“Da, da, da, da, da, da, da, da, da, da, da! If I were the president I would be giving $3 million to starving children. I would also end the war in Iraq. I would try to make everyone happy.”
This is the full text of a journal entry entitled “If I Were the President” that I wrote when I was eight years old. While I was home for a few weeks after this past semester, my mom pulled out my old schoolwork, all of the notebooks and assignments she held onto over the course of my childhood and early adult life. I read through the composition books, occasionally impressed with my writing skills (I used a semicolon correctly in third grade!) or amused at my rhetorical choices.
“Da, da, da, da’s” aside, what interested me most about my childhood writing was my unabashed creativity, my unfiltered belief in easy solutions. In my journal, I could save all the “starving children” with $3 million—a small sum relative to the gravity of childhood hunger. In my journal, I could end the war in Iraq and make everyone happy—perhaps an oxymoron.
I wrote a story called “Magical Sled Adventure” in which I met Santa, who inexplicably carried golden menorahs in his sled. I wrote about turning into a polka-dotted sheep, who was still a fantastic swimmer. I used onomatopoeia—which I could spell better then than now—accenting my stories with upper-case exclamations like “BANG!” and “CLANG!”
Somewhere along the way, I lost some of that creativity. I tampered some of that childhood idealism and naivety. I no longer imagine ending food insecurity with $3 million. I don’t even imagine being president.
Usually, this is the part of the column where I lament that loss of imagination and optimism. I could go on a tirade against our education system, which sucks away our sense of self. I could rail against the University for prioritizing standardized test scores over creativity and stifling individual voices.
But actually, I’m not going to do any of that. In fact, in some ways, I am glad for my tinged imagination. What I have lost in ability to dream up polka-dotted sheep or magical sleds I have gained in ability to synthesize vast swaths of information, analyze it clearly and explicitly, and present it in a public manner. What I have lost in self-assuredness, I have gained in humility, in thoroughness. Duke has enough self-absorption—it needs humble, careful analysis.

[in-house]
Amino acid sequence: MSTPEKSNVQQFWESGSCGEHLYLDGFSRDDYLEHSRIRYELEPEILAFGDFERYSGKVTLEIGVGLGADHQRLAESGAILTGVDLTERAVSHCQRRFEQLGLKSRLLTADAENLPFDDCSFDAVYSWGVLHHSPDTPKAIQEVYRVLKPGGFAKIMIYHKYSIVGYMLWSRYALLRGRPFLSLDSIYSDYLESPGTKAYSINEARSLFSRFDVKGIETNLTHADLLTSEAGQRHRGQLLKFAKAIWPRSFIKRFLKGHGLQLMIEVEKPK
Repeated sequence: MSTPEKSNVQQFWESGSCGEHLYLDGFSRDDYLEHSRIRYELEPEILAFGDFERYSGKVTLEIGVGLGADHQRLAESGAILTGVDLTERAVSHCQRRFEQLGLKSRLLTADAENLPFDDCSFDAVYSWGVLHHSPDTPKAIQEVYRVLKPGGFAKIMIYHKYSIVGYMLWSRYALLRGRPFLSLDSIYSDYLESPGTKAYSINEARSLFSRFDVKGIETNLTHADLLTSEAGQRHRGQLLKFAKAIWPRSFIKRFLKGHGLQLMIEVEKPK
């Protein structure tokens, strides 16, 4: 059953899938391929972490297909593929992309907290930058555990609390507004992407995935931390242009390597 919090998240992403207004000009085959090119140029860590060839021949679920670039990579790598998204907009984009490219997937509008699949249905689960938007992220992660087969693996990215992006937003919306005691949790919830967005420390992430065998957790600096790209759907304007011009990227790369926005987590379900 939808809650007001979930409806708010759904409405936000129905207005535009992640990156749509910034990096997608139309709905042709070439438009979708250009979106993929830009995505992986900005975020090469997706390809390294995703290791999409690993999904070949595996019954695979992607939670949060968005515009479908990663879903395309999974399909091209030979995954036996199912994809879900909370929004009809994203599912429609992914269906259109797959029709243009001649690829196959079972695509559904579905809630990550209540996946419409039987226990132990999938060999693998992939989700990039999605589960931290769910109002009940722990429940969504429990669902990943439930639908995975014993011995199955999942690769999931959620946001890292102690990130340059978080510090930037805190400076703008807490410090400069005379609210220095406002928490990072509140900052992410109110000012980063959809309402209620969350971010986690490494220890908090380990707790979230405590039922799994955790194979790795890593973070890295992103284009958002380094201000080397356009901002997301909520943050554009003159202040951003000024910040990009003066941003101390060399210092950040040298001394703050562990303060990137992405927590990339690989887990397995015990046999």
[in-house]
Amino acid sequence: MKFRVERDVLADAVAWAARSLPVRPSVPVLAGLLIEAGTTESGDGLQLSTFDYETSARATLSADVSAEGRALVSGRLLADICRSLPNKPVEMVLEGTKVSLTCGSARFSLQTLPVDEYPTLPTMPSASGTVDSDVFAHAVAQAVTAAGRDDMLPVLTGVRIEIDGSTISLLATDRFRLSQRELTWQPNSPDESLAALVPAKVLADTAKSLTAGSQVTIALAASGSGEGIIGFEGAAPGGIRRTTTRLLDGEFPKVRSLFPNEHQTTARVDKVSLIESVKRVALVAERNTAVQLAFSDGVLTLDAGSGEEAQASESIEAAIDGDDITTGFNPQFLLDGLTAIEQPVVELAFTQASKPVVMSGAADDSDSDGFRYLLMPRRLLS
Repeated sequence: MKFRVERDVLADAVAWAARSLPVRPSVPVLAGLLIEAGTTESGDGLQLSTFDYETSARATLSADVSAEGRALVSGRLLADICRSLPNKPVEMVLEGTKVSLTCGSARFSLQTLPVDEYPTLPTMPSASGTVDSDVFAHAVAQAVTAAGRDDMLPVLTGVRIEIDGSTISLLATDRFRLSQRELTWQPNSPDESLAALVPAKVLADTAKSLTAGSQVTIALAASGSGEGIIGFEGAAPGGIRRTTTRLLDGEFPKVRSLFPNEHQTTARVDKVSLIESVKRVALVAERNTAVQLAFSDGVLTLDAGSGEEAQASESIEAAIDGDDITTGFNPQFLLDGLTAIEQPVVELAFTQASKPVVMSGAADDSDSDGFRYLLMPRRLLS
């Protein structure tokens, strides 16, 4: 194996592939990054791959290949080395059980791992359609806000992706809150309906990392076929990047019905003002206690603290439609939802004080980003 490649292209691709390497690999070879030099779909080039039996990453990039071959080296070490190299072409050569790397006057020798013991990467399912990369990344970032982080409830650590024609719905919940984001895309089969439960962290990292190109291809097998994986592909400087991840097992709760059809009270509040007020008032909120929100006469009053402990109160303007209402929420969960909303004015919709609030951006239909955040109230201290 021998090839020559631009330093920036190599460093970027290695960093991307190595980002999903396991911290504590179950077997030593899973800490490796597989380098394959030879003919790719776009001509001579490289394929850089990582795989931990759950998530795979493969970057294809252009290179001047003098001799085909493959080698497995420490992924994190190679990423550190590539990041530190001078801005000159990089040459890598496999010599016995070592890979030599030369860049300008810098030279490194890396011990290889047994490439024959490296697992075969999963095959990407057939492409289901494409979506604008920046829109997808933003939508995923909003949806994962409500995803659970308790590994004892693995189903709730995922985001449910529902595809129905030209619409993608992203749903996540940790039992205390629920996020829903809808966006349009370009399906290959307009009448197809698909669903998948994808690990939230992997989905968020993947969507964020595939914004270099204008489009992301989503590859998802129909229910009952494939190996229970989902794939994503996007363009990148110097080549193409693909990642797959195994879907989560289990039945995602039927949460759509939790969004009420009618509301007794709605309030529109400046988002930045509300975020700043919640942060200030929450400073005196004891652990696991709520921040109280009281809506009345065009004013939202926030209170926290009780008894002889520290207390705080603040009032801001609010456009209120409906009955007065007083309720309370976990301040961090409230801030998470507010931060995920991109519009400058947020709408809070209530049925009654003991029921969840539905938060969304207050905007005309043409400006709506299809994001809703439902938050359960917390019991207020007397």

My Duke career—and I suspect most people’s Duke careers—has been full of getting lost in minutia, of over-valuing my own ideas, of reading three articles about a topic and assuming I’m the world’s leading expert in it. In these moments, I am reminded of the third-grader who assumed she could solve world hunger. I sometimes get so deep into a problem, so far down into an academic hole, that I forget the people I’m writing about and I neglect to speak in regular words. I think many Duke students are guilty of this third-grade trap—missing the forest through the trees because we think we’re the best cartographers.
Imagination, creativity and idealism are important—essential, even. They play a valuable role in the editorial section.
But the editorial section is not a diary, not like my third-grade notebooks. It should not exist to publish sweeping claims or unfounded ideas. It should not exist to talk about the weather or existential crises or even to wax poetic about student journalism like I’m doing now. The editorial section, above all, is a platform in which to comment on the news of the day. It is a platform for straightforward, persuasive rhetoric on relevant issues that impact real people. It is the pulse of campus conversation, the first place to gauge student opinions on all things Duke.
Many of you will be starting your first semester at Duke this fall. I write on the verge of my seventh. I won’t pretend to have much advice on succeeding in class or balancing your time well, but after six semesters, I know a lot about the Chronicle editorial section. Whether you’re interested in writing as a columnist, becoming an editor or just submitting a letter to the editor once in a while, I hope that you will be not just creative and ambitious in your writing, but relevant, honest and straightforward. I hope that you will better our political commentary by backing up your claims, interviewing relevant sources and using clear, concise language. I hope that you will advance our social commentary through honest reflection tied to ongoing campus events and news. I hope that the editorial section will be your space to share thorough and well-researched opinions, rather than diary entries.
Regardless of whether or not you have an interest in writing, I think this is useful advice for college. Our thoughts are worth little if they are uninterpretable and vague, detached or unresearched like my ideas for presidency. Ask any Duke student, and they will likely empathize with the experience of coming home from a long semester of school, only to be asked what they studied or what they’re doing this summer and be left speechless. College lets you get so deep into the weeds that you forget how to tell your grandma what you’re working on. And whether you’re writing a column or just at the dinner table, that simple communication is the most important of all.
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So, welcome to the editorial section of Volume 115. You won’t find many stories about magical sled adventures and you won’t find a thorough account of my “Summer Vacation Plans”—but if you’re lucky, you’ll find something worth reading.
Leah Abrams is a Trinity senior and the Editor of the Editorial Section. Her column, “cut the bull,” runs on alternate Fridays.